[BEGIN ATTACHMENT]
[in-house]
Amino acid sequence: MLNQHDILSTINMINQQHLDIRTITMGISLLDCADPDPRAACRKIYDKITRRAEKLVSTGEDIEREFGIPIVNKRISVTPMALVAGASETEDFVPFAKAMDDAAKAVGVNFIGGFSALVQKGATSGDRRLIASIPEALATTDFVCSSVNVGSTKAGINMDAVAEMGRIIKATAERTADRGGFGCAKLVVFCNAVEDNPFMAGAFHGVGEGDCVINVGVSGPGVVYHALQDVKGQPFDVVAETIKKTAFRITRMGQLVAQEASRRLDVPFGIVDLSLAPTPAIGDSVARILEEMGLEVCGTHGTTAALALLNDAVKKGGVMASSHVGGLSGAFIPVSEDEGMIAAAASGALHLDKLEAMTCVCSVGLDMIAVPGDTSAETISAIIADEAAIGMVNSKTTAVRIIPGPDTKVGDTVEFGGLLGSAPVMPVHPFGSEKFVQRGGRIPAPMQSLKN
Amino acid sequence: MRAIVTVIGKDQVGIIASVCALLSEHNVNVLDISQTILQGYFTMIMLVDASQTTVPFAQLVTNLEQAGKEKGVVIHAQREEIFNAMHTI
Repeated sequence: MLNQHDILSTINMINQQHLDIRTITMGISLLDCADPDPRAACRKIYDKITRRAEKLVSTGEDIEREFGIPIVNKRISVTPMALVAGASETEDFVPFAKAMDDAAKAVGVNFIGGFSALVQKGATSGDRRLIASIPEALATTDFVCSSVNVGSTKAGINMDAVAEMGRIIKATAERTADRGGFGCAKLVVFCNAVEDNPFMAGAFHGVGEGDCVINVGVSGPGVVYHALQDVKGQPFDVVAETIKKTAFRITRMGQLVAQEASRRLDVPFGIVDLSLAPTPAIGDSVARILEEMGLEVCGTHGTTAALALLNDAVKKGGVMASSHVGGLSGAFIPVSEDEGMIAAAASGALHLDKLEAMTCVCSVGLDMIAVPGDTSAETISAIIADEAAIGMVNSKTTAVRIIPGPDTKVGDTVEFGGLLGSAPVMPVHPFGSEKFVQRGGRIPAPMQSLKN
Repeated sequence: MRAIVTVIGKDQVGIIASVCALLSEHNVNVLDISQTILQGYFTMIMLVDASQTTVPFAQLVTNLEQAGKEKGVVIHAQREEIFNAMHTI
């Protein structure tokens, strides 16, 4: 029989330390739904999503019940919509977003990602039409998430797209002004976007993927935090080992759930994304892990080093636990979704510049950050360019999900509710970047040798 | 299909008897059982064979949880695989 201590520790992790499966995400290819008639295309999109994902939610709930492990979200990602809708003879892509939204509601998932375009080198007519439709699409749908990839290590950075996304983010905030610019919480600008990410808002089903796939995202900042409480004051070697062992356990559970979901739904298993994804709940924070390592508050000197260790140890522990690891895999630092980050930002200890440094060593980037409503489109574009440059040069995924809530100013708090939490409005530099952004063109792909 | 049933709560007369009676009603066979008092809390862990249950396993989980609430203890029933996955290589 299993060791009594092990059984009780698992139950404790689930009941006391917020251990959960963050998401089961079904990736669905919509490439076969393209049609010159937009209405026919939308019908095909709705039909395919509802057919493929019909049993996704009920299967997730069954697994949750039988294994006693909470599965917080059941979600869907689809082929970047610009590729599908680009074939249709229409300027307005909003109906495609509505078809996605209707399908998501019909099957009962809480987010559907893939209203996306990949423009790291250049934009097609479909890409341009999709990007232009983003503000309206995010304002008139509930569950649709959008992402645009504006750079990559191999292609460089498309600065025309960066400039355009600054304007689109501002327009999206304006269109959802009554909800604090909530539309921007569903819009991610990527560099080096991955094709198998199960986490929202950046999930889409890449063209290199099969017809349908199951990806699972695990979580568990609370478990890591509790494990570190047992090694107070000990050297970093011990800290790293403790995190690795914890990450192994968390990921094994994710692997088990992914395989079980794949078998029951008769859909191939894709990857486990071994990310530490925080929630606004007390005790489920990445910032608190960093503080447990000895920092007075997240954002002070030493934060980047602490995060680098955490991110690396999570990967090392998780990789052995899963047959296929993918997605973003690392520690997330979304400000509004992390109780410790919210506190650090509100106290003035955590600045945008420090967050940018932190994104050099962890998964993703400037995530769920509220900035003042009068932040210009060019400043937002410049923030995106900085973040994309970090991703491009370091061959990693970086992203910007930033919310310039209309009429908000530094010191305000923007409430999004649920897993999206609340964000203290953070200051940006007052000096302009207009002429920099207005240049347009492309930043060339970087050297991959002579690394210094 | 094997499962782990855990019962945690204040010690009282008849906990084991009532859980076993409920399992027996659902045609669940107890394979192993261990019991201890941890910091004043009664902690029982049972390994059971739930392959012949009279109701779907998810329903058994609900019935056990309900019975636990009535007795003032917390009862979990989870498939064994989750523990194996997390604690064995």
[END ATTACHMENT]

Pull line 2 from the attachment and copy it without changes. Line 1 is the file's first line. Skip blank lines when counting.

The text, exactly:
Amino acid sequence: MLNQHDILSTINMINQQHLDIRTITMGISLLDCADPDPRAACRKIYDKITRRAEKLVSTGEDIEREFGIPIVNKRISVTPMALVAGASETEDFVPFAKAMDDAAKAVGVNFIGGFSALVQKGATSGDRRLIASIPEALATTDFVCSSVNVGSTKAGINMDAVAEMGRIIKATAERTADRGGFGCAKLVVFCNAVEDNPFMAGAFHGVGEGDCVINVGVSGPGVVYHALQDVKGQPFDVVAETIKKTAFRITRMGQLVAQEASRRLDVPFGIVDLSLAPTPAIGDSVARILEEMGLEVCGTHGTTAALALLNDAVKKGGVMASSHVGGLSGAFIPVSEDEGMIAAAASGALHLDKLEAMTCVCSVGLDMIAVPGDTSAETISAIIADEAAIGMVNSKTTAVRIIPGPDTKVGDTVEFGGLLGSAPVMPVHPFGSEKFVQRGGRIPAPMQSLKN